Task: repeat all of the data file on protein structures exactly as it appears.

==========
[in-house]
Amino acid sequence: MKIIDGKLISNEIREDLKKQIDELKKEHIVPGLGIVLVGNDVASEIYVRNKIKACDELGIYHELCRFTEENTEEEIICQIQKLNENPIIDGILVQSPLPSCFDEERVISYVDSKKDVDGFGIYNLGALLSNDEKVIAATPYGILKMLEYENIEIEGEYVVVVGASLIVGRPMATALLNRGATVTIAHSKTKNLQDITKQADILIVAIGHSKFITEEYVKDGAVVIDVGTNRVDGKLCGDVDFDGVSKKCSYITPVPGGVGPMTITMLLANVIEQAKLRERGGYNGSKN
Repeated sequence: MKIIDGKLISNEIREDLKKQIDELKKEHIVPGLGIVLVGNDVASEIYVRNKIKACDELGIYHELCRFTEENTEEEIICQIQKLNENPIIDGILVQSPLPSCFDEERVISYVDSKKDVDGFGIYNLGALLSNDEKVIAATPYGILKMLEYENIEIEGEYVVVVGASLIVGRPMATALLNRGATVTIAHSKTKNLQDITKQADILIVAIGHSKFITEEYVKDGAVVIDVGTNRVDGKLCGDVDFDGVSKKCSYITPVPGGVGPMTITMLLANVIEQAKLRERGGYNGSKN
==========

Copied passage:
[in-house]
Amino acid sequence: MKIIDGKLISNEIREDLKKQIDELKKEHIVPGLGIVLVGNDVASEIYVRNKIKACDELGIYHELCRFTEENTEEEIICQIQKLNENPIIDGILVQSPLPSCFDEERVISYVDSKKDVDGFGIYNLGALLSNDEKVIAATPYGILKMLEYENIEIEGEYVVVVGASLIVGRPMATALLNRGATVTIAHSKTKNLQDITKQADILIVAIGHSKFITEEYVKDGAVVIDVGTNRVDGKLCGDVDFDGVSKKCSYITPVPGGVGPMTITMLLANVIEQAKLRERGGYNGSKN
Repeated sequence: MKIIDGKLISNEIREDLKKQIDELKKEHIVPGLGIVLVGNDVASEIYVRNKIKACDELGIYHELCRFTEENTEEEIICQIQKLNENPIIDGILVQSPLPSCFDEERVISYVDSKKDVDGFGIYNLGALLSNDEKVIAATPYGILKMLEYENIEIEGEYVVVVGASLIVGRPMATALLNRGATVTIAHSKTKNLQDITKQADILIVAIGHSKFITEEYVKDGAVVIDVGTNRVDGKLCGDVDFDGVSKKCSYITPVPGGVGPMTITMLLANVIEQAKLRERGGYNGSKN